6. Posture: Completing a Mechanical Assessment Tool (MAT) evaluation is a good way to determine what’s possible for someone’s posture when it comes to wheelchair prescription. Again, we must refer back to the person’s goals. Adding a number of postural supports to a wheelchair can result in optimal upright positioning, but if it makes the wheelchair too heavy and difficult for the user to self-propel, then we are unlikely to achieve what’s important to the person.

7. Configuration: Manual wheelchairs can come in a number of different configurations- tilt in space (with varying degrees of tilt), folding frame (in the traditional sense with a cross brace), and rigid frame. The type of frame and the way it’s configured impacts the overall weight of the wheelchair, which is important for a multitude of reasons for both the user and their supports. Examples of things to consider when configuring a wheelchair include dimensions- seat width and depth and floor-to-seat heights- armrests, push handles, rear-wheel type, footplate type and the list goes on.

8. Features: To a certain extent, we can think about the base frame of a wheelchair as a separate entity to the seating. When it comes to a scripted wheelchair, piecing together various components and how they might support goal achievement should be completed in collaboration with the wheelchair user +/- their supports. Seating can include the cushion, back support, head support, lateral supports (trunk and thigh), as well as accessories such as pelvic belts, upper and lower extremity supports, trays, and communication mounts.

9. Trial: Please consider supporting the wheelchair user to trial the proposed wheelchair in the closest configuration and seating that will likely form the final script. Trials are one of the best ways to determine whether the wheelchair will support goal achievement. If there were aspects that didn’t work about the trial wheelchair, changes can easily be made prior to order, which is not so easy to make once the new wheelchair has been delivered.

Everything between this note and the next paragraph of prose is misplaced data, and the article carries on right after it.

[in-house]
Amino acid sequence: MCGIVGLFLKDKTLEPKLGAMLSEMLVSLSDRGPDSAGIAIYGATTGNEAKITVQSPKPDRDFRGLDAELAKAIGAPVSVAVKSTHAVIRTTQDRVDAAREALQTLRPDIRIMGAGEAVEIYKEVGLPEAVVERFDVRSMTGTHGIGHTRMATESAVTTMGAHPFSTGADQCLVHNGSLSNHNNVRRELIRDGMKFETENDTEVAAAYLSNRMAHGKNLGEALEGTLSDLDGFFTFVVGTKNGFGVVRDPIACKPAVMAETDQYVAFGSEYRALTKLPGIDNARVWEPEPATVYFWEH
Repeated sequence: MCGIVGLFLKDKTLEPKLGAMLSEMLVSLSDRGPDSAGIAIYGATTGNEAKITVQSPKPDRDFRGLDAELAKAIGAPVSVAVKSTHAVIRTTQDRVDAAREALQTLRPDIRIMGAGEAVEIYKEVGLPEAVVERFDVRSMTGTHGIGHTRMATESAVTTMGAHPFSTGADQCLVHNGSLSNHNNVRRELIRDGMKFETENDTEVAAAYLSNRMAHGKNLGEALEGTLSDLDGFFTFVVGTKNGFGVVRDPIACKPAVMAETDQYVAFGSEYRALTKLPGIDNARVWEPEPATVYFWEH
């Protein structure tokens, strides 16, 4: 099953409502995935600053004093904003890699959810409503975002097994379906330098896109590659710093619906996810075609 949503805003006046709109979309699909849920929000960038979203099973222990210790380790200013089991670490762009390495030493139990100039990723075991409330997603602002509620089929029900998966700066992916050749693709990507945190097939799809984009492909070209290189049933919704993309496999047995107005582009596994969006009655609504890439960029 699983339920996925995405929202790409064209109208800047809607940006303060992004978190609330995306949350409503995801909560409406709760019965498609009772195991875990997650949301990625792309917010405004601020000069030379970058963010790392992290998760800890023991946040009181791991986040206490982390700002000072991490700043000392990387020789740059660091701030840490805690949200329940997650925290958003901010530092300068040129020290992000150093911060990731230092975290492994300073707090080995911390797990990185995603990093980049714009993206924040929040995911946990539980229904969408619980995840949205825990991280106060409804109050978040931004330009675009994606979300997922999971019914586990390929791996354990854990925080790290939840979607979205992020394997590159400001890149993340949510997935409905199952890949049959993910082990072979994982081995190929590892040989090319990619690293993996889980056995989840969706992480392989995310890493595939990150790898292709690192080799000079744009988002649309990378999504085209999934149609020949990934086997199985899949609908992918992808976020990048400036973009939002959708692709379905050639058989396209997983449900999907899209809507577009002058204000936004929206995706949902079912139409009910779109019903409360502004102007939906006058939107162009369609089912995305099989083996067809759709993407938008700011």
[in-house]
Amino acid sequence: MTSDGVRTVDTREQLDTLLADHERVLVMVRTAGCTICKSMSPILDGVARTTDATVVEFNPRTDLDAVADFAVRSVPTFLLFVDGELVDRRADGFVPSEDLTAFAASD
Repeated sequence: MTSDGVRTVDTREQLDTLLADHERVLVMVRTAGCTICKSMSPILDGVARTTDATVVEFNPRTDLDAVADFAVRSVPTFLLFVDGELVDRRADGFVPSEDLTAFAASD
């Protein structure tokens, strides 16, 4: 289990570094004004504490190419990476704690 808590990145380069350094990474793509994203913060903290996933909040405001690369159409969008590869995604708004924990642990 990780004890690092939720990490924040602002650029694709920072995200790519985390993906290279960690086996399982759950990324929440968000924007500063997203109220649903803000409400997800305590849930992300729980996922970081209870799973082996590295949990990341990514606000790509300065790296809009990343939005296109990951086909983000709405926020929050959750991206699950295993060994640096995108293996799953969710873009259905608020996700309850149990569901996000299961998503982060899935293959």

10. Integration: The final point to conclude our list of 10 things to consider when choosing a manual wheelchair, is that support doesn’t conclude once the new wheelchair is delivered. In order to successfully embed the new product as part of holistic goal achievement and reduce the risk of Assistive Technology abandonment, ongoing support must be provided to facilitate the person’s integration of the wheelchair into their daily life, routines and across all environments.

About the author

Hannah is the Assistive Technology Clinical Excellence Lead at KEO Care. Hannah has been a physiotherapist for over ten years with experience in multiple settings across Melbourne and interstate. Hannah enjoys working in the community as she feel it’s where she can make the greatest positive impact on people’s lives. Hannah has a passion for all things assistive technology, with experience at both the prescriber and supplier level of equipment prescription. Hannah enjoys collaborating with people to embed successful assistive technology solutions to support them achieve their individual goals.